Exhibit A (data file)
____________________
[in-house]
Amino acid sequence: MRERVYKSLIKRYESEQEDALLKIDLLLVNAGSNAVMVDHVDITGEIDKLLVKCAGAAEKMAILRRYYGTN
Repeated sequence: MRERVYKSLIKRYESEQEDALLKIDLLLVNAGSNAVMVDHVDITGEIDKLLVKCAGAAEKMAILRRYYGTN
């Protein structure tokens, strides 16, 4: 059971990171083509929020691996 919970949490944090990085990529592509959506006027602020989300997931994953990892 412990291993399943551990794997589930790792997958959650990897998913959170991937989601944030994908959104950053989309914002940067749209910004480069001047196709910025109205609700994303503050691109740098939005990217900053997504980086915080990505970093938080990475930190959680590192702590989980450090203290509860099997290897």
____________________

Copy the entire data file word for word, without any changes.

[in-house]
Amino acid sequence: MRERVYKSLIKRYESEQEDALLKIDLLLVNAGSNAVMVDHVDITGEIDKLLVKCAGAAEKMAILRRYYGTN
Repeated sequence: MRERVYKSLIKRYESEQEDALLKIDLLLVNAGSNAVMVDHVDITGEIDKLLVKCAGAAEKMAILRRYYGTN
């Protein structure tokens, strides 16, 4: 059971990171083509929020691996 919970949490944090990085990529592509959506006027602020989300997931994953990892 412990291993399943551990794997589930790792997958959650990897998913959170991937989601944030994908959104950053989309914002940067749209910004480069001047196709910025109205609700994303503050691109740098939005990217900053997504980086915080990505970093938080990475930190959680590192702590989980450090203290509860099997290897």